But how do you figure out what your values are?  Borrowed from the book Insight by Tasha Eurich, here are a few questions to help you figure it out:
1. What values were you raised with?  Do those reflect your values now?
2. Who do you most respect, and what do you respect about them?
3. Who do you least respect, and what makes you feel this way?
4. When it comes to raising a family or mentoring others, what behaviors would you most want to instill?
You might also check out a list of personal values to get the mental juices flowing – just Google “personal values” and you’ll find a bunch of sites that offer such lists, including one I like from Scott Jeffrey that categorizes them into themes like “Creativity”, “Achievement”, “Strength”, etc.

Try to pick 3-5 key values that really hit home for you, that really get you fired up like “YES, that’s what I stand for!”  I bet one of them is either Health or Fitness or Tight Abs.  If you guys joined a CrossFit gym and you don’t value one of those then we need to talk.  But maybe another one is Integrity.  Maybe one of yours is Toughness, or Courage.  Whatever they are, I encourage you to wrap these into your morning ritual (if you’re not still doing that, get back into it – it is so valuable to get your day started on the right foot!)  Here’s what you do – when you’re up and you have a nice glass of water or mug of coffee in your hand, as you’re thinking about how your day is going to go, review your list of personal values.  I have mine in the Notes app on my phone, and so every morning I read them: Integrity, Discipline, Health, Family, Service.  I bet one of those can get me through a momentary nutrition crisis.  If I’ve determined that I really value Discipline, if that is one of the words that I choose to define myself, then I better damn well be able to pass up that “just because” drink.  If Integrity is something I cherish, and I signed up for this challenge, then doesn’t going off-script nutrition-wise fail that test?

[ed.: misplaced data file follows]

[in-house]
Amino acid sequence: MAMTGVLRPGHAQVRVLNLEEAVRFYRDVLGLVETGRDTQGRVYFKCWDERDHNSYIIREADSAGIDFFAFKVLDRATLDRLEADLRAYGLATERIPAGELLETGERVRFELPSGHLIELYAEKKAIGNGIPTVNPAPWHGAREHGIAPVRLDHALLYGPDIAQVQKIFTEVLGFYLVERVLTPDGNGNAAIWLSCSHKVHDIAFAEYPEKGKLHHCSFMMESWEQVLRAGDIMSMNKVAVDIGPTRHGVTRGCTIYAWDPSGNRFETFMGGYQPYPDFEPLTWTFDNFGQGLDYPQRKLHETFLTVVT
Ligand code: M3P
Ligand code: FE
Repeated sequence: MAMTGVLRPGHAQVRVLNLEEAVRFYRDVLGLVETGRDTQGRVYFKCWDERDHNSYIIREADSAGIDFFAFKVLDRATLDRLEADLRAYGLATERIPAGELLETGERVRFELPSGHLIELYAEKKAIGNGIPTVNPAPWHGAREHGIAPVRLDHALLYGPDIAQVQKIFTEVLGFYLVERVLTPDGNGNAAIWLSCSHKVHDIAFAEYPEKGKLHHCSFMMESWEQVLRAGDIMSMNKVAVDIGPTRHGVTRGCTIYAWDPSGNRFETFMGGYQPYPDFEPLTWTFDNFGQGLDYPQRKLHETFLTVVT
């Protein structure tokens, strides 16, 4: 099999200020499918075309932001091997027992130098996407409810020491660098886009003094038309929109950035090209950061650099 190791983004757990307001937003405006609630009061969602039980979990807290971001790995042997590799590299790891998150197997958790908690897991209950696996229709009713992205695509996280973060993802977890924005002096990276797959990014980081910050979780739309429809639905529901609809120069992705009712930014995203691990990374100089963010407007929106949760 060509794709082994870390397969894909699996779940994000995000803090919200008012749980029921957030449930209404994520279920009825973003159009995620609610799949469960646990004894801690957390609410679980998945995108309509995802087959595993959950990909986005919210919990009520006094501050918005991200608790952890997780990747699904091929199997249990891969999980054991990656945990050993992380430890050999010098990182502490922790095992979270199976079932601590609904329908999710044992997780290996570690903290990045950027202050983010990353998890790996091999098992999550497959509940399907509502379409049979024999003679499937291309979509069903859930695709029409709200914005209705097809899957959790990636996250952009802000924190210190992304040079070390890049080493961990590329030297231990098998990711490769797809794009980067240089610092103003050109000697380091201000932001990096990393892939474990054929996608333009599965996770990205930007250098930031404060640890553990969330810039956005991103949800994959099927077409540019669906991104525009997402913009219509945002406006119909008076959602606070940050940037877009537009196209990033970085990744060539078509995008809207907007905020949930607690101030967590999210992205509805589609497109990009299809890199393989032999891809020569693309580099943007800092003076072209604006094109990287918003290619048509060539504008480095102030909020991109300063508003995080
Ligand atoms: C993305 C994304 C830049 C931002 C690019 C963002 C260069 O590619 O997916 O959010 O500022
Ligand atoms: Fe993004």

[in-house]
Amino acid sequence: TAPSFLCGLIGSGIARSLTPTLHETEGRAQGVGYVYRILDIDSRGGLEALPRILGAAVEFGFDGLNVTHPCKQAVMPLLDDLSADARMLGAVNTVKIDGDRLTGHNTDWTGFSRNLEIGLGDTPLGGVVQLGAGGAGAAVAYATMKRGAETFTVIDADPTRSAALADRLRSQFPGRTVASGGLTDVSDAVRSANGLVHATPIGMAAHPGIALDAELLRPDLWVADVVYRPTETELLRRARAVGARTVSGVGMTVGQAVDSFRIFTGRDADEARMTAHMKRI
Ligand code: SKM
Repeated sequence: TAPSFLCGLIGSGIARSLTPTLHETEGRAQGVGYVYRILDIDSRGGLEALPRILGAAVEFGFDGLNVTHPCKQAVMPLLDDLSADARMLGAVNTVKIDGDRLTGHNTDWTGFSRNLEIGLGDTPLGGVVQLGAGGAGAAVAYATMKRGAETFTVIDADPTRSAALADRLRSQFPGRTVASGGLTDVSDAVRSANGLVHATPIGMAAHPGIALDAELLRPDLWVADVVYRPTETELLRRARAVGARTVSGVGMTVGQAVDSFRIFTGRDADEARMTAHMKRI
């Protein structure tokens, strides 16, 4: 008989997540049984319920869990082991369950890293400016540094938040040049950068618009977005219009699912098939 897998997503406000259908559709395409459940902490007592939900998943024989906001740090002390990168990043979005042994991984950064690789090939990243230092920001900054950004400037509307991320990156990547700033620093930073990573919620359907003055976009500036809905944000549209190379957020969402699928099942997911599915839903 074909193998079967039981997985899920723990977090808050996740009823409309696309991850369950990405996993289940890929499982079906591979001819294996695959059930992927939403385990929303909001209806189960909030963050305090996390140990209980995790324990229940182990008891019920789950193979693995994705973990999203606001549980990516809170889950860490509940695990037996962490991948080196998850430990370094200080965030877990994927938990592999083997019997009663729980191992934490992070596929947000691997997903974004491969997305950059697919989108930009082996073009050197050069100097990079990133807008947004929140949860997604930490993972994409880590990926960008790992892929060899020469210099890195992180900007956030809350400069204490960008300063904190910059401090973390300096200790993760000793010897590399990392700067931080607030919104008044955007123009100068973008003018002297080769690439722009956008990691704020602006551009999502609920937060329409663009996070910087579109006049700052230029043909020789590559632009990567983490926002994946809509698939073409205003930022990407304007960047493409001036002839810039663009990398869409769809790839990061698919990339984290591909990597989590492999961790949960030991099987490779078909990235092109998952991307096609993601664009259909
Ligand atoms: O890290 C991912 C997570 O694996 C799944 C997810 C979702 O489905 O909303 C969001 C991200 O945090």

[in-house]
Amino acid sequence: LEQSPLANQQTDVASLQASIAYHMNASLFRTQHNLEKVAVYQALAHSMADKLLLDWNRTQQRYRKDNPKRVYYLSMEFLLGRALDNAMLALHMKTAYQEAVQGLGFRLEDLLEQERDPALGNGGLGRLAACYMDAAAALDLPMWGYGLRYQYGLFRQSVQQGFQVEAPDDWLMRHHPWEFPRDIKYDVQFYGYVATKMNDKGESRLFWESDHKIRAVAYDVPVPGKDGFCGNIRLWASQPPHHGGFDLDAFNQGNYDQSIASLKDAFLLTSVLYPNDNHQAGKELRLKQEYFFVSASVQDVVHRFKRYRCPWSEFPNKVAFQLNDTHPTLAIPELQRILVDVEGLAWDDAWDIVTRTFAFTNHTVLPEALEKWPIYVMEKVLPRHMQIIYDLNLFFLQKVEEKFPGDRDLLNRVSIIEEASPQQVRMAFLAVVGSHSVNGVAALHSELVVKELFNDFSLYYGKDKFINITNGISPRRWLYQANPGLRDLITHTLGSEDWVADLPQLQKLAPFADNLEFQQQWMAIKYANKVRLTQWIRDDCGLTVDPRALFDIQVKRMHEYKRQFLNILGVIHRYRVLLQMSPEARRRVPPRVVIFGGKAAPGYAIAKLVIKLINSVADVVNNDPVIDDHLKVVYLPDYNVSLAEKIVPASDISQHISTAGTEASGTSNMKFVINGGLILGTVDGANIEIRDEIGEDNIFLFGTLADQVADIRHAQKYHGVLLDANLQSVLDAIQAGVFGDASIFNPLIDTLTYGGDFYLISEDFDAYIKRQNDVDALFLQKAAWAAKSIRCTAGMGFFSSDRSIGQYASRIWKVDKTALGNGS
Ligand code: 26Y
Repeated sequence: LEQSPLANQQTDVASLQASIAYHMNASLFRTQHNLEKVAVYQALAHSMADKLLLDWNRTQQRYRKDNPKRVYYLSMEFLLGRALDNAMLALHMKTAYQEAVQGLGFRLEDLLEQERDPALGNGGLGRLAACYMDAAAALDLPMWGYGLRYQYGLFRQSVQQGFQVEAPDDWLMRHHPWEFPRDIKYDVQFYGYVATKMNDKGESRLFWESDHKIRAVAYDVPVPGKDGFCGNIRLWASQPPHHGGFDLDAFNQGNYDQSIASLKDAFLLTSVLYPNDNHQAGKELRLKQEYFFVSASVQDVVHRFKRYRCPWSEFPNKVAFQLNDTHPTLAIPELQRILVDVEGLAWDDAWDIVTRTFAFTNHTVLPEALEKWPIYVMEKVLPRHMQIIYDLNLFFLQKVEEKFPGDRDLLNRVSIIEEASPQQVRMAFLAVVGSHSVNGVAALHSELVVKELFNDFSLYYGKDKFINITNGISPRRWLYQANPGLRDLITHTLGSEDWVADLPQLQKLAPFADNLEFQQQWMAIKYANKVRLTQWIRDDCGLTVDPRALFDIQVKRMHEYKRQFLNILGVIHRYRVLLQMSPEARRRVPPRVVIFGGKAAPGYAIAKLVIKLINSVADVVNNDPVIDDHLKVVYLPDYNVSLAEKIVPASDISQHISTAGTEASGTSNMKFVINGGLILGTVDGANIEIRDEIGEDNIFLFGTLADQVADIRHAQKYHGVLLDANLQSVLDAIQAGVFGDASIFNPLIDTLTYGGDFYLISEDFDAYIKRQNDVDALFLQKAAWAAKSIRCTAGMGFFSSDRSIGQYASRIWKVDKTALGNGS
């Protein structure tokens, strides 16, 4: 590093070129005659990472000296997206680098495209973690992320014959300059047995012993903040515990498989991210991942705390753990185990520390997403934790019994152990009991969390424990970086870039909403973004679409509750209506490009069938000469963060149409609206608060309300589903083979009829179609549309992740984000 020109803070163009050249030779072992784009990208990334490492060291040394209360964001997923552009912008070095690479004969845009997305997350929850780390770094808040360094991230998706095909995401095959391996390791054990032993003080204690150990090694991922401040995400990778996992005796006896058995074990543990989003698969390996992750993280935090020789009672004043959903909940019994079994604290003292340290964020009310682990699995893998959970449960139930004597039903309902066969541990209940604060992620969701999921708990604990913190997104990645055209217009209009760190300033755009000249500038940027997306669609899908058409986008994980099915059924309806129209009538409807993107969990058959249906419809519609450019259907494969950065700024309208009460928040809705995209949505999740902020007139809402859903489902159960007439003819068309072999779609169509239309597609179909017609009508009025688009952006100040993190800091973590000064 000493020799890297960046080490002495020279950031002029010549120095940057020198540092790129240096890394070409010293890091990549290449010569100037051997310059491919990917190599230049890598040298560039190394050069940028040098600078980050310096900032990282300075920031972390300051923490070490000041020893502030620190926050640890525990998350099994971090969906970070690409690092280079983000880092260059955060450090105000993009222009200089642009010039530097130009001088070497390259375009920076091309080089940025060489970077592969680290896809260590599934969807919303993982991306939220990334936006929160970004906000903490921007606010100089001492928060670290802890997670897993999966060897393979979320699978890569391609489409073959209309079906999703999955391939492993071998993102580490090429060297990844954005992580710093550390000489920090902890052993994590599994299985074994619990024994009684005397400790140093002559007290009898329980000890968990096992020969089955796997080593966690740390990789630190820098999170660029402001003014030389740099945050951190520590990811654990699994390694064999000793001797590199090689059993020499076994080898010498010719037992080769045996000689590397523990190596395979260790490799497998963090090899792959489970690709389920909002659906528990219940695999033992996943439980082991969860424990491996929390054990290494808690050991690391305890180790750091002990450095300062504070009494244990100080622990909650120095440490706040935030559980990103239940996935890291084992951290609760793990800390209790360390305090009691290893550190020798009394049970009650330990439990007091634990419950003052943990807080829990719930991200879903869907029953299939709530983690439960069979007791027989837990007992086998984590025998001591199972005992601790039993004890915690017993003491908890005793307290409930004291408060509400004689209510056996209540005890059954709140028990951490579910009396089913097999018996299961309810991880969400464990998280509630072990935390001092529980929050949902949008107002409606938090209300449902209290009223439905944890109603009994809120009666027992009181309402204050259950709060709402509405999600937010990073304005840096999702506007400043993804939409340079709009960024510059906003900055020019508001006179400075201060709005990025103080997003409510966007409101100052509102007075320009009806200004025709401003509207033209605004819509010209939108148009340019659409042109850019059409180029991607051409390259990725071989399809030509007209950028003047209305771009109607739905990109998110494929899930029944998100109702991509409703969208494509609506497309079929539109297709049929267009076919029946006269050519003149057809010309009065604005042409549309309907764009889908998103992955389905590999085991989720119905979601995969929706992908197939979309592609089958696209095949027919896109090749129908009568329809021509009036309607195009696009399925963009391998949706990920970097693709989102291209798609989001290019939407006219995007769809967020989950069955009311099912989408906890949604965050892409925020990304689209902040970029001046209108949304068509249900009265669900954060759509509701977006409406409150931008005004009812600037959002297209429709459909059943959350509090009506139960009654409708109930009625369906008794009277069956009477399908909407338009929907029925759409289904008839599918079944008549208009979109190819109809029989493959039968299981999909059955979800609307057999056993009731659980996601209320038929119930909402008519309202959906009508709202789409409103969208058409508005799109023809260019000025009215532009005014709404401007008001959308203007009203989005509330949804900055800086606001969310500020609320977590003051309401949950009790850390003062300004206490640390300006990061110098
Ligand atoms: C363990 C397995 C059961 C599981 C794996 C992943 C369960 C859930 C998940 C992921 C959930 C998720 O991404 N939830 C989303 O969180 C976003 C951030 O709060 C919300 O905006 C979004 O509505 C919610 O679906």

Look at your values every morning and they will support you throughout the day, as you remind yourself who you are and what you’re really about.  Good luck with the rest of the Whole Life Challenge, and best of luck to everyone in finding your values and then holding yourself to them when it counts!